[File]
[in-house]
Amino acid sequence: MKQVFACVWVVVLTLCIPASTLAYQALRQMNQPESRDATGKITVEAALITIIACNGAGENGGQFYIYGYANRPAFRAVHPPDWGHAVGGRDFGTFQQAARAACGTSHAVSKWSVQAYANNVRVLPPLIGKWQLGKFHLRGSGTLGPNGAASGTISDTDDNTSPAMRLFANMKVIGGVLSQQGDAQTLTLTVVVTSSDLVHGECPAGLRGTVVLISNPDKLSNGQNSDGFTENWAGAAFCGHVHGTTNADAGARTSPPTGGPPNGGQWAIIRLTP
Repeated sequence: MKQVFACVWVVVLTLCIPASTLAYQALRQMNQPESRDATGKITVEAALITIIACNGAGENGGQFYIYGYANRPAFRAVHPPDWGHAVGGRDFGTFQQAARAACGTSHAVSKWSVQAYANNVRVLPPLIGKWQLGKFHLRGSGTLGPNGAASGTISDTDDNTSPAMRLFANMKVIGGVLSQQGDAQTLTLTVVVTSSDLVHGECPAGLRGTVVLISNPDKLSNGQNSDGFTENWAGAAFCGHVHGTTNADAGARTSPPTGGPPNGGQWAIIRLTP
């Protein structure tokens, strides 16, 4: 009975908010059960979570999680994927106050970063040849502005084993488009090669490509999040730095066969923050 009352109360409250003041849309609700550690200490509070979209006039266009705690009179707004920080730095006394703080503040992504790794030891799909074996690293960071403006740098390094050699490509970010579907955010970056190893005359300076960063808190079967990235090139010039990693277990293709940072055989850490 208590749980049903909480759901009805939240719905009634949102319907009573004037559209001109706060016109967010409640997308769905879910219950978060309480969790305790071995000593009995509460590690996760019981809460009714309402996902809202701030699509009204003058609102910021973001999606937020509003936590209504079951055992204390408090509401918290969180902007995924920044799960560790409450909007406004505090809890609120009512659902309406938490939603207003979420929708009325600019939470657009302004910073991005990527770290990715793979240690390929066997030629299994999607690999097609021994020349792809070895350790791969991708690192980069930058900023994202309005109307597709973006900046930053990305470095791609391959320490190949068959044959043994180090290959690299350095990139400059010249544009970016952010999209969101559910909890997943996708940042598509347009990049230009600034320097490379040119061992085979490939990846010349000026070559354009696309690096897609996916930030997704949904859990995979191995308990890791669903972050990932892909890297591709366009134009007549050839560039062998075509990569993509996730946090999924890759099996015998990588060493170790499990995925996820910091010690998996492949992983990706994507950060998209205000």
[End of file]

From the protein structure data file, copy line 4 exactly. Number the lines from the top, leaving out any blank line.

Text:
């Protein structure tokens, strides 16, 4: 009975908010059960979570999680994927106050970063040849502005084993488009090669490509999040730095066969923050 009352109360409250003041849309609700550690200490509070979209006039266009705690009179707004920080730095006394703080503040992504790794030891799909074996690293960071403006740098390094050699490509970010579907955010970056190893005359300076960063808190079967990235090139010039990693277990293709940072055989850490 208590749980049903909480759901009805939240719905009634949102319907009573004037559209001109706060016109967010409640997308769905879910219950978060309480969790305790071995000593009995509460590690996760019981809460009714309402996902809202701030699509009204003058609102910021973001999606937020509003936590209504079951055992204390408090509401918290969180902007995924920044799960560790409450909007406004505090809890609120009512659902309406938490939603207003979420929708009325600019939470657009302004910073991005990527770290990715793979240690390929066997030629299994999607690999097609021994020349792809070895350790791969991708690192980069930058900023994202309005109307597709973006900046930053990305470095791609391959320490190949068959044959043994180090290959690299350095990139400059010249544009970016952010999209969101559910909890997943996708940042598509347009990049230009600034320097490379040119061992085979490939990846010349000026070559354009696309690096897609996916930030997704949904859990995979191995308990890791669903972050990932892909890297591709366009134009007549050839560039062998075509990569993509996730946090999924890759099996015998990588060493170790499990995925996820910091010690998996492949992983990706994507950060998209205000």